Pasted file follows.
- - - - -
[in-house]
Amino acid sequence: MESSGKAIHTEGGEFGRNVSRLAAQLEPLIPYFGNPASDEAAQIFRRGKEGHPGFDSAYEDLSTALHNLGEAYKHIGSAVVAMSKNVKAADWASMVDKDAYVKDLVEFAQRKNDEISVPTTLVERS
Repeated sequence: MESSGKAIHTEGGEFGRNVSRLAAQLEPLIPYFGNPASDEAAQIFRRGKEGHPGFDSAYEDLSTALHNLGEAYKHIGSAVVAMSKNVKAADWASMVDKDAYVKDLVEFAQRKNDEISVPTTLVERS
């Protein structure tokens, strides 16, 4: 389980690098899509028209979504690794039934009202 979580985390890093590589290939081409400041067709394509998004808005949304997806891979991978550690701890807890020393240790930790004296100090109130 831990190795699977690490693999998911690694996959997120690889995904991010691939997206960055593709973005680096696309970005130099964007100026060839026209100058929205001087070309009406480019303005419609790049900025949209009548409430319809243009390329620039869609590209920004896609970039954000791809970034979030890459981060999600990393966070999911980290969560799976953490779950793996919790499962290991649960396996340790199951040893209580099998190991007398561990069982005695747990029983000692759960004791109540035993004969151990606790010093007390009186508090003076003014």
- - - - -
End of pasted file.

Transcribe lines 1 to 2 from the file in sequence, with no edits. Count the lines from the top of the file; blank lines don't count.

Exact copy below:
[in-house]
Amino acid sequence: MESSGKAIHTEGGEFGRNVSRLAAQLEPLIPYFGNPASDEAAQIFRRGKEGHPGFDSAYEDLSTALHNLGEAYKHIGSAVVAMSKNVKAADWASMVDKDAYVKDLVEFAQRKNDEISVPTTLVERS